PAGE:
Project Sponsored Criteria
Project Sponsored Criteria
Please refer to the descriptions of the project sponsored criteria to ensure your proposal concept demonstrates its eligibility for sponsorship.
A) Project Sponsored Criteria
In order to be eligible to submit a funding application/proposal. The sponsor group must meet the following criteria:
- Your project must be located in the City of Winnipeg.
- Participants must be residents of the City of Winnipeg.
- The proposed service must be available to Métis, First Nation, Non-Status and Inuit people.
- Be incorporated for at least one year.
- Be willing and capable of entering into a legally binding contract.
- Please see Labour Market Programs to determine which types of organizations can apply for funding of different projects.
B) Proposal/Application Submission Procedures
Initial contact should be made with the Coordinator to discuss the concept for the proposed project and confirm eligibility and timeframes for submission. (Renee Chale 204-989-8876).
Once it is determined that the proposed project meets CAHRD criteria and priority strategy, you can submit your application.
An assessment of each proposal is prepared by Community Projects staff and submitted to the Proposal Selection Committee (PSC). During the process of assessing a proposal, staff will contact you to fill in any missing information and suggest any amendments that will assist your proposal to fit the assessment criteria.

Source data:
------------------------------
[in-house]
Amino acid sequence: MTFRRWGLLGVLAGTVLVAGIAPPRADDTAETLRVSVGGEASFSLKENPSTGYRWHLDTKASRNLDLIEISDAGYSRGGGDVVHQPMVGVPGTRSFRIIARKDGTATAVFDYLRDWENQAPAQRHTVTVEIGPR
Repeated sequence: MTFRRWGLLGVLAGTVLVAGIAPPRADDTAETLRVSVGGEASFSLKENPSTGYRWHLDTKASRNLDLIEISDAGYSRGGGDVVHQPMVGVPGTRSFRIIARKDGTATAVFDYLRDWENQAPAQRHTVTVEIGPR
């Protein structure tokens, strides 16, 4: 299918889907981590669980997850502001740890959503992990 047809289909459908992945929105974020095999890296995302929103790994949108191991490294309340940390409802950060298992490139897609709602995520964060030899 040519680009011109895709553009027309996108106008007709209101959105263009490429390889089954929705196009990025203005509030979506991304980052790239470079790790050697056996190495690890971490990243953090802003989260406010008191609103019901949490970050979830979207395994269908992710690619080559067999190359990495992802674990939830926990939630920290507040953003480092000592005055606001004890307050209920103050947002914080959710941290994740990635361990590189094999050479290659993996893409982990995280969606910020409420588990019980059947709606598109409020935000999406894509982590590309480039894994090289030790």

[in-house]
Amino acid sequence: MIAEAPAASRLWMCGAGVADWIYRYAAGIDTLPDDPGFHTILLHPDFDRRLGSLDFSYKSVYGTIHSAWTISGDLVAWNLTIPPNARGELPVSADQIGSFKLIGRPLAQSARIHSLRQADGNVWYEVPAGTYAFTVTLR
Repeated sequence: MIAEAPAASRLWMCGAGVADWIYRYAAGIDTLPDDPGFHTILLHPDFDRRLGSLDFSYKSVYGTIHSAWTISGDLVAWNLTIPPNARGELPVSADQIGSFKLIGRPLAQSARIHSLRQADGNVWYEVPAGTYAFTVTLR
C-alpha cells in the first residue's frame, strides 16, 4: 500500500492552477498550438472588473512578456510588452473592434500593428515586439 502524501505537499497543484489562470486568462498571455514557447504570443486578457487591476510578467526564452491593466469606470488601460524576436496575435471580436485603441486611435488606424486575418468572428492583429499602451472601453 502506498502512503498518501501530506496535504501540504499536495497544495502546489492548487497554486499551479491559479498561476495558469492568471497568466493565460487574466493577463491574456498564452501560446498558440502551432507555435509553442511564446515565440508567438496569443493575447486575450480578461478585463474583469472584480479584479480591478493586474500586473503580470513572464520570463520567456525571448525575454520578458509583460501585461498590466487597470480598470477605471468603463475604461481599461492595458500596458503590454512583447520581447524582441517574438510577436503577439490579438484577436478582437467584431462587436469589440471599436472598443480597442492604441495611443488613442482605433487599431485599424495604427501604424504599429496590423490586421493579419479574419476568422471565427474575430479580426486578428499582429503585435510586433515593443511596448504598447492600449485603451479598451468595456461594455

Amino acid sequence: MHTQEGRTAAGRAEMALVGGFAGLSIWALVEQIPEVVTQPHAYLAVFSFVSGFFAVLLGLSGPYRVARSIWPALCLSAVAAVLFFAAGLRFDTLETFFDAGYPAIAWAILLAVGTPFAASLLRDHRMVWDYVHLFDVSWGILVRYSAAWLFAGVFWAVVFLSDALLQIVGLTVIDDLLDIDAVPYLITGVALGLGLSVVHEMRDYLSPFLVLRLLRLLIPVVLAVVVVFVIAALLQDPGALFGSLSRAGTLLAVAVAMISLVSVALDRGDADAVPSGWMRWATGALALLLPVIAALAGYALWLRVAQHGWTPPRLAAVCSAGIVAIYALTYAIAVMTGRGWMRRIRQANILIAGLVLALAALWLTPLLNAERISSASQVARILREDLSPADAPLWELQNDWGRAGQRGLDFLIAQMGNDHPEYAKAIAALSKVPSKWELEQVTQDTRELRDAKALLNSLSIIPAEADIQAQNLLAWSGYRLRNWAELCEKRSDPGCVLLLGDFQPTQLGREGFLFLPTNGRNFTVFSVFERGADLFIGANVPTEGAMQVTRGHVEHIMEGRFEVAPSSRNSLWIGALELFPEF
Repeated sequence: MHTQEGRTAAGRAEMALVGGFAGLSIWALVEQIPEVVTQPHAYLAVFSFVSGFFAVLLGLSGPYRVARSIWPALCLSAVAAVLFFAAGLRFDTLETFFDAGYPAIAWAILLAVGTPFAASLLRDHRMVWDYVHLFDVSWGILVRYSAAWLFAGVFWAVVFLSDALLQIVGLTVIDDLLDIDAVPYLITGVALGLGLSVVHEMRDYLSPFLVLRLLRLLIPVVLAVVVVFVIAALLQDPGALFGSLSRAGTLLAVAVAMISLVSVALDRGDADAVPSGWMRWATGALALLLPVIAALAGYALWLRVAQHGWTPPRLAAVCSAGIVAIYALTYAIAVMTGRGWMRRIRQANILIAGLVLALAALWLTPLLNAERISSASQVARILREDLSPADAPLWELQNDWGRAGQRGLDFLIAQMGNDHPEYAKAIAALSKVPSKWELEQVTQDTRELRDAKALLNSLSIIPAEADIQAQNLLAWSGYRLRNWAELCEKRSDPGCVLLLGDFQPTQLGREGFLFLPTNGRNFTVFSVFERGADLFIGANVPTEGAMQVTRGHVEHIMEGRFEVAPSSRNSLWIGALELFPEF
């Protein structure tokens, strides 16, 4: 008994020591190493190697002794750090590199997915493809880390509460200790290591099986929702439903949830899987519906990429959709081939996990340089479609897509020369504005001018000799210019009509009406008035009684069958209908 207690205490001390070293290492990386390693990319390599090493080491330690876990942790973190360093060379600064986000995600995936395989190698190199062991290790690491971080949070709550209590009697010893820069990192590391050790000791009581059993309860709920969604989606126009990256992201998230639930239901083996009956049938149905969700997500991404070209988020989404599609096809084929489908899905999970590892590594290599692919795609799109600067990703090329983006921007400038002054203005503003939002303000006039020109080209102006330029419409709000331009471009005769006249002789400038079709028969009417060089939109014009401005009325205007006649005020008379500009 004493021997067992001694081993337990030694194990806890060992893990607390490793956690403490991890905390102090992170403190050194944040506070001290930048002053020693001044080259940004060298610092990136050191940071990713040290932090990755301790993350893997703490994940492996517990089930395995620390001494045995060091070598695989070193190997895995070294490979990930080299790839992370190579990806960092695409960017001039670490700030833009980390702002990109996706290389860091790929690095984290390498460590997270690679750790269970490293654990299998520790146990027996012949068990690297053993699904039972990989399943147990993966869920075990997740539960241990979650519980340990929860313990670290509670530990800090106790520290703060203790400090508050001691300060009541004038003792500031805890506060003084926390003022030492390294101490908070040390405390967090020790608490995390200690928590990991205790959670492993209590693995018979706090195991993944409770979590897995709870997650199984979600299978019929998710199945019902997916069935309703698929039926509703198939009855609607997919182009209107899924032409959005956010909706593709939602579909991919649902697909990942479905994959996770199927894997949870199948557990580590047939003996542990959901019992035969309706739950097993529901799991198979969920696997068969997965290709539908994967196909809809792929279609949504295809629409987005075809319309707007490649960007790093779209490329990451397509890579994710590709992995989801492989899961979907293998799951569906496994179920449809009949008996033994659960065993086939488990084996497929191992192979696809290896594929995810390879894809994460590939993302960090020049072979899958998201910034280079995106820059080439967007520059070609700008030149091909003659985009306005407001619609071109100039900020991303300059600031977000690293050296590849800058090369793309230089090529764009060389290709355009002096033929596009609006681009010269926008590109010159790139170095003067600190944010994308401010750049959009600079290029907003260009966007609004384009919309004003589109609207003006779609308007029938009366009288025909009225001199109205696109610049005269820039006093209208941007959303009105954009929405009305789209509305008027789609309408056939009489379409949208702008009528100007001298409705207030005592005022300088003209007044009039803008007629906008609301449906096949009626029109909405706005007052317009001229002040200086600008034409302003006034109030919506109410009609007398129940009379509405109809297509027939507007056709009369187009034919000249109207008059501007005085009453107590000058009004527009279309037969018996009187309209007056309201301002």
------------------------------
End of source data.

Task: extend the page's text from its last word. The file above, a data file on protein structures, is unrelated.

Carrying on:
C) Project Assessment Criteria and Priorities
Each application is individually reviewed based on the following criteria:
Industry Demand Driven
Due to an aging workforce and lack of new talent, many industries in Manitoba are experiencing a critical shortage of skilled workers. These industries often have good paying, Career focused jobs that require a combination of specialized training, essential skills development, and life-long learning. The Aboriginal population, a relatively young and growing population, is a potential resource to assist in meeting these skills gaps.